NASFAT seeks peaceful co-existence among religious faithful as it celebrates 25th anniversary
The Nasru-lahi-l- fathi Society of Nigeria (NASFAT) has said that peaceful co-existence among various faithful is the best way for Nigeria to achieve its social and economic aspirations.
The society, during a courtesy visit to the Rutam House, headquarters of The Guardian in Lagos yesterday, emphasised the need for Nigerians to co-habit irrespective of religion and ethnic differences.
Vice Chairman, NASFAT 25th Anniversary Planning Committee, Alhaji Bayo Alabidun, who led the delegation to The Guardian, said that NASFAT would continue to work with other faiths to ensure peaceful co-existence and stressed the need for proper enlightenment about religious tenets.
Alabidun, while applauding The Guardian for its maximum supports, said that the Friday Worship column in the paper had gone a long way to propagate Islamic religion and promote NASFAT values.
The vice chairman said that NASFAT was established on March 5, 1995 (25 years ago) when it was discovered that some Muslim elite do not know about their religion and others expected to sermonise the public were half-backed.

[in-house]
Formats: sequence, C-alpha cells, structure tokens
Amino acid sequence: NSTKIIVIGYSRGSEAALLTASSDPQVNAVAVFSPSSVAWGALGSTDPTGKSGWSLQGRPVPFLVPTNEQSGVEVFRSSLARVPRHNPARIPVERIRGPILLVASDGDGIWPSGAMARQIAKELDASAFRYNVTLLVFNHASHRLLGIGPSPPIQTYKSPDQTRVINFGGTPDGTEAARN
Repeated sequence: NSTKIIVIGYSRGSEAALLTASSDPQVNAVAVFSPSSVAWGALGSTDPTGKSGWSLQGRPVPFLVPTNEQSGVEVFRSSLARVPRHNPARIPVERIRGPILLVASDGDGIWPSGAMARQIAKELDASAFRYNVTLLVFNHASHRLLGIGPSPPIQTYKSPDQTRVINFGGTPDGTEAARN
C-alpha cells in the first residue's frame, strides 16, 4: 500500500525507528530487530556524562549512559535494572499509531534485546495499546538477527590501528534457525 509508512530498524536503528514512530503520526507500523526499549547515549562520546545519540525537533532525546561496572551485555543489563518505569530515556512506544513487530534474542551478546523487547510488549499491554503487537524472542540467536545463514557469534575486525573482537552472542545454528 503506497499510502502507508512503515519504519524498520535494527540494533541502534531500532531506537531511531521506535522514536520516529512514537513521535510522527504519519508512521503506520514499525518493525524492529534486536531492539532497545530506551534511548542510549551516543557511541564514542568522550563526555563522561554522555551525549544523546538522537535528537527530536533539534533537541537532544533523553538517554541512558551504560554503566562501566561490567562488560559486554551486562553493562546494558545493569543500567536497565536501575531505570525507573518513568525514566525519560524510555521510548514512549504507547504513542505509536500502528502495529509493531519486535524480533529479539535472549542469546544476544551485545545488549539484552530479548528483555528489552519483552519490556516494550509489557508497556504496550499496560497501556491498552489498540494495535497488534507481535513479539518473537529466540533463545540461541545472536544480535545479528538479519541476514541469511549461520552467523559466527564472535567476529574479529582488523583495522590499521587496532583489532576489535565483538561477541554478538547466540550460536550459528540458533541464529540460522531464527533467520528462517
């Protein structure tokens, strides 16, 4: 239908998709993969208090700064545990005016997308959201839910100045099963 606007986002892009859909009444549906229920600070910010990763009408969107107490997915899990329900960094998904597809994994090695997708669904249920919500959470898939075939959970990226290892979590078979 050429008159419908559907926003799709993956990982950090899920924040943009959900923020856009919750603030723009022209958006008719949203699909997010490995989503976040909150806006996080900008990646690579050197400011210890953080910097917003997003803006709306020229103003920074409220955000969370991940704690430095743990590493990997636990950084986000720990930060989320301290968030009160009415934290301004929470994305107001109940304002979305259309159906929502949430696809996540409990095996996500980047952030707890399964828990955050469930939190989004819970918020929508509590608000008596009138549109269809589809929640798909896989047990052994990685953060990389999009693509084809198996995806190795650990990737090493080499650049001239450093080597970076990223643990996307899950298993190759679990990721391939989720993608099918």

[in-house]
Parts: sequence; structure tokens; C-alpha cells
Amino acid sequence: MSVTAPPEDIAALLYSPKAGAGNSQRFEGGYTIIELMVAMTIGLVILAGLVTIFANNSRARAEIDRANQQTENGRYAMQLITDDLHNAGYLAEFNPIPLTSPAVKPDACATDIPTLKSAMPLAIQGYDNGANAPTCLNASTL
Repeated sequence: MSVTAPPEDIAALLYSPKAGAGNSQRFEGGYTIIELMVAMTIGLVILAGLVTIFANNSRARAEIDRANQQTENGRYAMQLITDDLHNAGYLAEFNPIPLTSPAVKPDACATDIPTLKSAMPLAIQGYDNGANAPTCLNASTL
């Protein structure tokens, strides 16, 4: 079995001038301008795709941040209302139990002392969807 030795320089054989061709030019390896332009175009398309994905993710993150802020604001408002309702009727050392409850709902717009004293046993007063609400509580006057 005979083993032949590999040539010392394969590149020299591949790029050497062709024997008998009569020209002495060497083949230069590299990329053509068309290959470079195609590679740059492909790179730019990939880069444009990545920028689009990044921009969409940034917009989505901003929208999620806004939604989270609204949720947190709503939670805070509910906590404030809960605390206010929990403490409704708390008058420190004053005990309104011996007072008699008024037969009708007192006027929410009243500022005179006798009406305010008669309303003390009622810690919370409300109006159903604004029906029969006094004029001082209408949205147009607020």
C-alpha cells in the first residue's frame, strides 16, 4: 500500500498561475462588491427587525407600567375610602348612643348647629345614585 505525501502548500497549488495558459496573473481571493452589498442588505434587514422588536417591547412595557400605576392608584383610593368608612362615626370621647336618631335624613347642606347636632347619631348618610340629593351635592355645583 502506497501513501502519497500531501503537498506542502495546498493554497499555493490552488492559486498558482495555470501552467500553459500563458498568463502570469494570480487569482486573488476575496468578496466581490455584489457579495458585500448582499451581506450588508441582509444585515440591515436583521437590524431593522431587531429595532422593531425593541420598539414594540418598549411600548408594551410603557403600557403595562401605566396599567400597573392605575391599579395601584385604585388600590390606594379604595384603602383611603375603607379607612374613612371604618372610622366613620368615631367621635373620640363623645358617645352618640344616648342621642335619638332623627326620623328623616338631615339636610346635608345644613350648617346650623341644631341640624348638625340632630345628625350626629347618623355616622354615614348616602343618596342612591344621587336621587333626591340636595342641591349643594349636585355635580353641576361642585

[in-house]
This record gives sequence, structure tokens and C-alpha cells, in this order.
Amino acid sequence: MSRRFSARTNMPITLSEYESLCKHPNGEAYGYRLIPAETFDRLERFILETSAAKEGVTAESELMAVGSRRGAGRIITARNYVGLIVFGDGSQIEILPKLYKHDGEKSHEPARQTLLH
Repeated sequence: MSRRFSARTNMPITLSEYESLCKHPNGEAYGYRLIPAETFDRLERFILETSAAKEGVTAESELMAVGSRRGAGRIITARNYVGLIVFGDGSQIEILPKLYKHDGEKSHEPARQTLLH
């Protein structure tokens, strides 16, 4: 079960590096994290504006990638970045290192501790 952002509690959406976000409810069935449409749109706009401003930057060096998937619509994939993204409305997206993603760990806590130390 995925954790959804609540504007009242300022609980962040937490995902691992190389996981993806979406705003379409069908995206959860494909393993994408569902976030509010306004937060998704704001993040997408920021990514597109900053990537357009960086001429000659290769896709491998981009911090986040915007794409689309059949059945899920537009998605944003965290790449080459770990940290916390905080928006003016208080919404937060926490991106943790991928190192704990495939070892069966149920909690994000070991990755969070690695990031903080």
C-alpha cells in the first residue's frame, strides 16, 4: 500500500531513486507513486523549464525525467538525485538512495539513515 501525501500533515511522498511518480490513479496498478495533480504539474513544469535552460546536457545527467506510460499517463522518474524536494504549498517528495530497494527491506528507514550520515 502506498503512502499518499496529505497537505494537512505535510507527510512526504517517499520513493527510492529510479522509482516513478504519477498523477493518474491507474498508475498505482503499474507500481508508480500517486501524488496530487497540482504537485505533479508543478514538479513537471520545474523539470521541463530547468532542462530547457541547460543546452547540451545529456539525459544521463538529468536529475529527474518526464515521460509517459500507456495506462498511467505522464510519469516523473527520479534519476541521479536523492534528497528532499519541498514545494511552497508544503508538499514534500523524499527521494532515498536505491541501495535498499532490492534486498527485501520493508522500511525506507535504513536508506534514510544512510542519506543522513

“Then, NASFAT took the bold step to properly enlighten the populace about the tenets of Islam so as to build a better society for all,” he said.
He said the society had also commenced special prayers to avert the spread of coronavirus.
According to him, as part of its commitment to religious co-existence, NASFAT is planning to hold a walk for peace in collaboration with Christian faithful from Maryland to Ikeja (LASUTH) on March 21, 2020.
He said that the month-long celebration would also feature public lecture on Role of Women for a Better Society to be delivered by the Minister of Interior, Rauf Aregbesola, on March 25, in Port Harcourt by former Minister of Solid Minerals, Kayode Fayemi; and the one slated for Abuja on March 10, 2020 will have the Governor of Kaduna State, Nasir El-Rufai as the Special Guest of Honour.